Testing smoke alarms is often low on their list of priorities, but testing fire alarms might save lives, the organisations said.
And the clock change offers people an opportunity to remember to try them out.
Clocks go forward on Sunday, March 25, at 1am.
Yorkshire Housing’s fire safety surveyor Richard Sladdin said: “This advice is only relevant for our tenants who live in a house or general let flat.
"If you live in our sheltered or extra care schemes, which have a warden call system, Yorkshire Housing carry out regular fire checks.
“Many people don’t realise smoke from a fire in the home is so dangerous. Smoke will not wake you up if there’s a fire; it will kill you.
“Smoke alarms are a well-proven life-saving tool, but they are no use if they are not working. So taking the time to test smoke alarms in your home could be a truly life-saving decision.
"Please test your alarm and battery as the clocks change this weekend.”
Fire protection inspector Mark Nuttall said: “West Yorkshire Fire and Rescue Service is delighted that Yorkshire Housing are promoting the Home Office fire kills message.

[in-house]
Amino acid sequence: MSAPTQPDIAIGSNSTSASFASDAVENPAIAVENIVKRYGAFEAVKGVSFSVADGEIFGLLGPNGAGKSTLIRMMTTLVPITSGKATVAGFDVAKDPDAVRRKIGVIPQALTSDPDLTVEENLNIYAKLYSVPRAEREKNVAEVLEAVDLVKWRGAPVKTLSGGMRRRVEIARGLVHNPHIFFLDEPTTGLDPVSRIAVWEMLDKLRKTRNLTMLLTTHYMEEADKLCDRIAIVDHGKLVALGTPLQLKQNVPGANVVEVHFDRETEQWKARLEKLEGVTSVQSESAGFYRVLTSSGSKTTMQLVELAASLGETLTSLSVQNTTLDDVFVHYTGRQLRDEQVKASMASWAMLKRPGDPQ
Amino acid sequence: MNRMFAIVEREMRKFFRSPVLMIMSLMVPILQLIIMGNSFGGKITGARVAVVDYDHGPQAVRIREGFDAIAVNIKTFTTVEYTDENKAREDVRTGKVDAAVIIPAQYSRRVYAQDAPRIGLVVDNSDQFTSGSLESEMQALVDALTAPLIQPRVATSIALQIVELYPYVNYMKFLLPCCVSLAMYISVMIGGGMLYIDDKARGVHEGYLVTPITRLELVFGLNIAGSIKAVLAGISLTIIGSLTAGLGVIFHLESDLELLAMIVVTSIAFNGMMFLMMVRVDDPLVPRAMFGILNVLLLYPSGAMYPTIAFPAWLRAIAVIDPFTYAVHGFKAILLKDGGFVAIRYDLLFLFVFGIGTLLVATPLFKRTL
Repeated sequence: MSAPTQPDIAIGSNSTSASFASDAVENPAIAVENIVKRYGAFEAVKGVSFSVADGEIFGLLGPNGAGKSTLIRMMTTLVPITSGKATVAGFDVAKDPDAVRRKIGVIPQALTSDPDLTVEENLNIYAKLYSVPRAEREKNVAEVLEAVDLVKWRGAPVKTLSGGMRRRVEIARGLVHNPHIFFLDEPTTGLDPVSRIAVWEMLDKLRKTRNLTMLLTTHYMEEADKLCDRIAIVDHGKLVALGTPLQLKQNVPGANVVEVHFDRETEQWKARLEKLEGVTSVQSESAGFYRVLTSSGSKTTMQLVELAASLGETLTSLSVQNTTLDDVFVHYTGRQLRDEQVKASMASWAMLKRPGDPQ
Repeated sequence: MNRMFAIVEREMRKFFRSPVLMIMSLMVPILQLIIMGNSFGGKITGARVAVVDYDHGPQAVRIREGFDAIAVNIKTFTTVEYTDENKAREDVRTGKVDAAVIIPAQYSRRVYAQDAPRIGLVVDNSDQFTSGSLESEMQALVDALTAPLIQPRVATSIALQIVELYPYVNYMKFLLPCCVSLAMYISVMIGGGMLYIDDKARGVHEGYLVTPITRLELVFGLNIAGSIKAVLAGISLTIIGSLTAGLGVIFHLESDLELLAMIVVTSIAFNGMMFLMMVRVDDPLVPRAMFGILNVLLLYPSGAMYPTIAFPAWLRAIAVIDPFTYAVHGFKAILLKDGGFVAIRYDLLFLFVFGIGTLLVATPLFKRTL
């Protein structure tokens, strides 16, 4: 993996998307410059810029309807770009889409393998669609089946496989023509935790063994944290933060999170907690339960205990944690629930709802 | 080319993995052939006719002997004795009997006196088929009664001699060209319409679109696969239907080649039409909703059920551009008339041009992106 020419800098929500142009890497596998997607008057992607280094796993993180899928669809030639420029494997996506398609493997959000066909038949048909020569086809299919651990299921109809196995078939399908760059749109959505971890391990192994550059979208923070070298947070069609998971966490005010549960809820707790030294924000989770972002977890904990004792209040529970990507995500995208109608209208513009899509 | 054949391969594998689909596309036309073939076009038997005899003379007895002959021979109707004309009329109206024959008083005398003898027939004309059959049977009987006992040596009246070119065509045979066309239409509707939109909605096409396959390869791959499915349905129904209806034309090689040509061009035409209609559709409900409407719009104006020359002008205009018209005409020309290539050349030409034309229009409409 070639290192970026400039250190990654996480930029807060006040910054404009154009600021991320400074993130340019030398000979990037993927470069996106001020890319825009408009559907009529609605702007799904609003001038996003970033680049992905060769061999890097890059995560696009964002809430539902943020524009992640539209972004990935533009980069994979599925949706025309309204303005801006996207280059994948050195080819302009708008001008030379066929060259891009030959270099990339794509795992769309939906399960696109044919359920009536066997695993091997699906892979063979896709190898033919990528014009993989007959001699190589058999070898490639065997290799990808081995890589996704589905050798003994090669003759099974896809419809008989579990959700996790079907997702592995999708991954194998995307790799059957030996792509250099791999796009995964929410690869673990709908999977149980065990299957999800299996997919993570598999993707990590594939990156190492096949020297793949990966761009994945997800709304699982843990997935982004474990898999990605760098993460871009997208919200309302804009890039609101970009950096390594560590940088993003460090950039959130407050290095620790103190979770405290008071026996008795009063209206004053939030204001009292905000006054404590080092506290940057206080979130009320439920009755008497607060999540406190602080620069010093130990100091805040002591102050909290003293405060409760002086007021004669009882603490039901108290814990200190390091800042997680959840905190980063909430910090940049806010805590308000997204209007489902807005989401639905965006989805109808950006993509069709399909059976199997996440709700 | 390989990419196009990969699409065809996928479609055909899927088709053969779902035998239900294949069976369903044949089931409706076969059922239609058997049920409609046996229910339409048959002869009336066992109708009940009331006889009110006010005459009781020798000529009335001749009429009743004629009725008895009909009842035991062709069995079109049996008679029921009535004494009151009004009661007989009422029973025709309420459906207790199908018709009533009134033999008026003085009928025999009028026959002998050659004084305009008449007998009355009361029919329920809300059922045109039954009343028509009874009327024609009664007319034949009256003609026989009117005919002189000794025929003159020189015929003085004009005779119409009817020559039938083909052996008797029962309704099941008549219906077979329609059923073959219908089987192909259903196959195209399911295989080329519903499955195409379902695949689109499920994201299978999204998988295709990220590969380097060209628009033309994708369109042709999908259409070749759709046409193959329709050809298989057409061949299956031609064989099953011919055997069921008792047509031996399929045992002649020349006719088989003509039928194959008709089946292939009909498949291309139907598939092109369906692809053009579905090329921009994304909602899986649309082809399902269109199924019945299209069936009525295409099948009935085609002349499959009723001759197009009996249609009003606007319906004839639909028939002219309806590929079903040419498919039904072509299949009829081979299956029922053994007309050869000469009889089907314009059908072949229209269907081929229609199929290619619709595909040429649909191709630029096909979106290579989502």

"Smoke alarms save lives, but only if they work. Protect you and your family by ensuring you have working smoke alarms on each level of your home. You are at least four times more likely to die in a fire if you don’t have a working smoke alarm. Please don’t become a statistic.”
Additionally, West Yorkshire Fire and Rescue Service also offer the following advice:
• Fit at least one smoke alarm on every level of your home. Make sure you test them all monthly.
• Ten-year sealed battery smoke alarms are the best option. They are slightly more expensive, but you save on the cost of replacing batteries.
• If it is a ten-year alarm, you will need to replace the whole alarm every ten years.
• Never disconnect your alarms or take the batteries out if it goes off by mistake.
• The ideal position to install an alarm is on the ceiling, in the middle of the room and on the hallway and landing, so you can hear an alarm throughout your home.
• Don’t put alarms in or near kitchens or bathrooms where smoke or steam can set them off by accident.